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[An earlier version of this post got absolutely no response, so, in case this was due to a lack of clarity, I've reworked it, with additional explanations and code comments.]

I want to compute a mean and standard deviation over elements of a numpy n-dimensional array that do not correspond to a single axis (but rather to k > 1 non-consecutive axes), and get the results collected in a new (n - k + 1)-dimensional array.

Does numpy include standard constructs to perform this operation efficiently?

The function mu_sigma copied below is my best attempt at solving this problem, but it has two glaring inefficiencies: 1) it requires making a copy of the original data; 2) it computes the mean twice (since the computation of the standard deviation requires computing the mean).

The mu_sigma function takes two arguments: box and axes. box is an n-dimensional numpy array (aka "ndarray"), and axes is a k-tuple of integers, representing (not necessarily consecutive) dimensions of box. The function returns a new (n - k + 1)-dimensional ndarray containing the mean and standard deviation computed over the "hyperslabs" of box represented by the k specified axes.

The code below also includes an example of mu_sigma in action. In this example, the box argument is a 4 x 2 x 4 x 3 x 4 ndarray of floating-point numbers, and the axes argument is the tuple (1, 3). (Hence, we have n == len(box.shape) == 5, and k == len(axes) == 2.) The result (which here I'll call outbox) returned for this sample input is a 4 x 4 x 4 x 2 ndarray of floating point numbers. For each triplet of indices i, k, j (where each index ranges over the set {0, 1, 2, 3}), the element outbox[i, j, k, 0] is the mean of the 6 elements specified by the numpy expression box[i, 0:2, j, 0:3, k]. Similarly, outbox[i, j, k, 1] is the standard deviation of the same 6 elements. This means that the first n - k == 3 dimensions of the result range over the same indices as do the n - k non-axes dimensions of the input ndarray box, which in this case are dimensions 0, 2 and 4.

The strategy used in mu_sigma is to

  1. permute the dimensions (using the transpose method) so that the axes specified in the function's second argument are all put at the end; the remaining (non-axes) dimensions are left at the beginning (in their original ordering);
  2. collapse the axes dimensions into one (by using the reshape method); the new "collapsed" dimension is now the last dimension of the reshaped ndarray;
  3. compute an ndarray of the means using the last "collapsed" dimension as axis;
  4. compute an ndarray of the standard deviations using the last "collapsed" dimension as axis;
  5. return an ndarray obtained from concatenating the ndarrays produced in (3) and (4)


import numpy as np

def mu_sigma(box, axes):
    inshape = box.shape

    # determine the permutation needed to put all the dimensions given in axes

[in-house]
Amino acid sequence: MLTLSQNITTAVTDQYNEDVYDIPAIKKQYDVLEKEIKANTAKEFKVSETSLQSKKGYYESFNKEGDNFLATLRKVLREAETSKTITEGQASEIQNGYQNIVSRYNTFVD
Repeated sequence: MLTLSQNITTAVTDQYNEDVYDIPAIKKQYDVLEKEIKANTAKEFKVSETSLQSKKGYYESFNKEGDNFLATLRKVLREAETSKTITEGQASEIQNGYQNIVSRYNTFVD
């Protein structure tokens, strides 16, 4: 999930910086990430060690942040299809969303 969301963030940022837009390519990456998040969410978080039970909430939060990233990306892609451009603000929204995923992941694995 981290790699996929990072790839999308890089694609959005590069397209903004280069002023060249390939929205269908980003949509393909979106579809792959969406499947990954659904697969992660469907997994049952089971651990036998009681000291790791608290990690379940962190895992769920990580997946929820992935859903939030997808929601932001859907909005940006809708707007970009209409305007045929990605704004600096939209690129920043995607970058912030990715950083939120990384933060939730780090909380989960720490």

# at the end (otherwise preserving the relative ordering of the dimensions)
    nonaxes = tuple([i for i in range(len(inshape)) if i not in set(axes)])

    # permute the dimensions
    permuted = box.transpose(nonaxes + axes)

    # determine the shape of the ndarray after permuting the dimensions and
    # collapsing the axes-dimensions; thanks to Bago for the "+ (-1,)"
    newshape = tuple(inshape[i] for i in nonaxes) + (-1,)

    # collapse the axes-dimensions
    # NB: the next line results in copying the input array
    reshaped = permuted.reshape(newshape)

    # determine the shape for the mean and std ndarrays, as required by
    # the subsequent call to np.concatenate (this reshaping is not necessary
    # if the available mean and std methods support the keepdims keyword;
    # instead, just set keepdims to True in both calls).
    outshape = newshape[:-1] + (1,)

    # compute the means and standard deviations
    mean = reshaped.mean(axis=-1).reshape(outshape)
    std = reshaped.std(axis=-1).reshape(outshape)

    # collect the results in a single ndarray, and return it
    return np.concatenate((mean, std), axis=-1)

inshape = 4, 2, 4, 3, 4
inbuf = np.array(map(float, range(np.product(inshape))))
inbox = np.ndarray(inshape, buffer=inbuf)
outbox = mu_sigma(inbox, tuple(range(len(inshape))[1::2]))

# "inline tests"
assert all(outbox[..., 1].ravel() ==
           [inbox[0, :, 0, :, 0].std()] * outbox[..., 1].size)
assert all(outbox[..., 0].ravel() == [float(4*(v + 3*w) + x)
                                      for v in [8*y - 1
                                                for y in [3*z + 1
                                                          for z in range(4)]]
                                      for w in range(4)
                                      for x in range(4)])
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2  
This approach seems like the right one to me. mean is so much faster than std I wouldn't worry about calculating the mean twice. And it's pretty common when using numpy/matlab type vectorization to make temporary data copies. It's the price we pay for the usability and speed of numpy, I wouldn't worry about it unless you're hitting some sort of memory limitations. One small note about newshape, try newshape = tuple(inshape[i] for i in nonaxes) + (-1,) –  Bi Rico Jan 4 '12 at 19:29
    
@Bago: the trick with -1 as the last element is a shape tuple is great! Thanks! –  kjo Jan 4 '12 at 19:52
1  
@kjo: By the way, you don't have to repost your question. According to this Meta question, you can just edit it (with useful information on your progress / a better explanation) and it'll get bumped. –  voithos Jan 4 '12 at 20:54

1 Answer 1

up vote 1 down vote accepted

It looks like this got a little easier as of numpy 2.0.

http://projects.scipy.org/numpy/ticket/1234

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